Wine Cellar Blog

Is Wine Collecting a Solid Investment?

Wine investments have delivered 13.6% annualized returns over the past 15 years: as good as, if not better than many publicly traded equities and ETFs.

Overall, wine investors have seen some solid results over the years. Per the world’s largest online wine stock exchange, Liv-Ex, it has delivered 13.6% annualized returns over the past 15 years. That’s better than many publicly traded equities and ETFs!

Wine can be a relatively stable investment. As a luxury item, its customers are typically less affected by changes in the economy. In fact, the market boomed during the recent Covid Pandemic. And as each bottle is uncorked there’s less of it, which means demand and price are bound to go up over time.

Sounds promising, but as with all investments, there are some risks to consider!

Wine investment risks

  • Investment-grade wine is different from the stuff you find at your local store. It’s important to really know and understand the market. A trusted advisor is always helpful.
  • A wine’s value doesn’t increase forever. It’s generally thought of as a “wasting asset” because it declines in quality and value after a certain point.
  • Wine can go bad if not properly maintained. You should know the provenance (history) of a wine before you buy it, and you’ll need to store it in optimum conditions, too.
  • Wines cellared remotely need to be insured and bonded (to avoid losses due to damage and to cover excise taxes).
  • Fraud is common, especially when trading in countries where counterfeiting is rampant.
  • There is a 28% Federal “Collectibles” gains tax for selling luxury wines in the US.

Which wines are the best for investment?

Old World wines, especially those of France, Italy, and Spain are best-known for their aging potential. First-growth (Cru) wines from France’s Bordeaux region like Chateau Lafite-Rothschild command top-dollar. (Photo By: ltyuan – stock.adobe.com)

As you might expect, the most famous and celebrated wines in the world come from Europe. They’ve been making it there for thousands of years and have perfected the art. Because these wines age well, receive consistent high marks from critics, and command top dollar among buyers, their reputation precedes them.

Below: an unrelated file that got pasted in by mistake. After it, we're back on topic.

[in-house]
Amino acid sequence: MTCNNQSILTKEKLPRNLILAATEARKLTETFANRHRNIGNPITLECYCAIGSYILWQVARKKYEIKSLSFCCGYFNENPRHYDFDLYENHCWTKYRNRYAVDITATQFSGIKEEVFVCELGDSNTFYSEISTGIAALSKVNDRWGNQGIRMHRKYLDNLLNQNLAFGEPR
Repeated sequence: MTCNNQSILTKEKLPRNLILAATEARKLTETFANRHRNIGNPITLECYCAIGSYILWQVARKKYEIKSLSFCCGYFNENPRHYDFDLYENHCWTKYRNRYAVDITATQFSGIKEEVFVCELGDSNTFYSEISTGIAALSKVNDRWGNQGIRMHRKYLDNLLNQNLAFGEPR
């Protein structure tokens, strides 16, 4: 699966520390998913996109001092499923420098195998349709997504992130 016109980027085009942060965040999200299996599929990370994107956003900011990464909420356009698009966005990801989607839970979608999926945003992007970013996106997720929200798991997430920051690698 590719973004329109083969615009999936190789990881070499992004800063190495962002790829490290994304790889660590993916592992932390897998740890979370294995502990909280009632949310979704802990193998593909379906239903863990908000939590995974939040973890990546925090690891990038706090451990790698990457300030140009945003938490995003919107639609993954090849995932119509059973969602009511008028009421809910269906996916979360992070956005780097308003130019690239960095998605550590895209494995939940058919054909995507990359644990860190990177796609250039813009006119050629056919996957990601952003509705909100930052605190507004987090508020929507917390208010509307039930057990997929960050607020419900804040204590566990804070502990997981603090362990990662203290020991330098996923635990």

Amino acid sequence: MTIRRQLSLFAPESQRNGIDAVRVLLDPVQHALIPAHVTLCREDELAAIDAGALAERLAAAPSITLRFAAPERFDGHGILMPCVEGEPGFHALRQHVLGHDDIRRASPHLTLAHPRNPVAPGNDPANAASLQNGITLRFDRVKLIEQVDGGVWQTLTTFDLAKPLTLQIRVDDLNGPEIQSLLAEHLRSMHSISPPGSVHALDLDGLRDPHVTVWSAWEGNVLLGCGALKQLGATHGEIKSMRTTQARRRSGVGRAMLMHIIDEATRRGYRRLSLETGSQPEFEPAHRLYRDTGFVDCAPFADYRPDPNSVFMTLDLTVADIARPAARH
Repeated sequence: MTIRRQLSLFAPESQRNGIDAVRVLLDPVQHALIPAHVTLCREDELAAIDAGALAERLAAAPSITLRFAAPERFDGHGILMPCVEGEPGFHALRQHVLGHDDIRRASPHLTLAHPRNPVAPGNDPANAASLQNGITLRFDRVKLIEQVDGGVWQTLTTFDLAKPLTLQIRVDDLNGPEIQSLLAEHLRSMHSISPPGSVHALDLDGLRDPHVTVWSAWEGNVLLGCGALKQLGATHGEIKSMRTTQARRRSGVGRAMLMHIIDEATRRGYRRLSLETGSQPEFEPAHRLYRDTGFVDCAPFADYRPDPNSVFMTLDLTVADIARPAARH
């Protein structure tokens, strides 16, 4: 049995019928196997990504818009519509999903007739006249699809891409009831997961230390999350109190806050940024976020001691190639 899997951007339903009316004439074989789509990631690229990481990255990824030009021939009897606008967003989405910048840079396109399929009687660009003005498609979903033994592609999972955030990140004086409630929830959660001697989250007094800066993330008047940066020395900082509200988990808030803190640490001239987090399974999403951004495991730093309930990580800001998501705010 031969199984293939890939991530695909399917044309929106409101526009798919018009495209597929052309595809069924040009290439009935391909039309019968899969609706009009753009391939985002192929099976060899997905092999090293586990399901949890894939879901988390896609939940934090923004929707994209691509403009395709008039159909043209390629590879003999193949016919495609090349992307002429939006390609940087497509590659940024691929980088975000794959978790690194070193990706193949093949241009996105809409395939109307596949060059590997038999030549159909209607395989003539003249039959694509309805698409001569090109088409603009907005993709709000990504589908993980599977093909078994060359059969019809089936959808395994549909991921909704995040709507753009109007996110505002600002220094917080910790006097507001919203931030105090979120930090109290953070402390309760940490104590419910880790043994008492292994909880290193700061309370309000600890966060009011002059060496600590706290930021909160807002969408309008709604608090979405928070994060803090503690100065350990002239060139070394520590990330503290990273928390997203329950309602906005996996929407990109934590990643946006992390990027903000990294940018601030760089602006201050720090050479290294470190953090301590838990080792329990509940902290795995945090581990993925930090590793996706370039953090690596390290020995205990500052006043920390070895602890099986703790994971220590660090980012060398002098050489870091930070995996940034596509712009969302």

Here are some of the most heavily traded on the market:

  • First-growth Bordeaux like Chateaus Lafite, Rothschild, and Pavie
  • Grand Cru Burgundies like Romanée-Conti, Bouchard Meursault, and Cru Chablis
  • Vintage Champagne from top houses Moet, Perrier-Jouet, Roederer, etc.
  • Rhone Reds from Hermitage, Côte-Rôtie, St.-Joseph, Cornas, and Châteauneuf-du-Pape
  • Italian Barolos from producers like Giacamo Conterno and Gaja
  • Italian Brunellos from Biondi-Santi and Masi
  • Super-Tuscan reds like Sassicaia, Tignanello, and Ornellaia
  • Spanish Rioja from López de Heredia Viña Tondonia and Bodegas Muga
  • California cult wines like Opus One, Screaming Eagle, and Insignia

How do I begin investing in wine?

  1. Figure out how much you want to invest and what your timeline is. For worthwhile gains, you’ll need to invest a fair amount of money. Some professionals advise starting with a minimum of $10,000. You should expect a return on investment between 5 and 10 years.
  1. Do your research. Use online resources like Vinous, Cellar Tracker, and Robert Parker to track trends and prices. You can also find fellow collectors on social media using the hashtag #wineinvestment to see what they’re buying and drinking.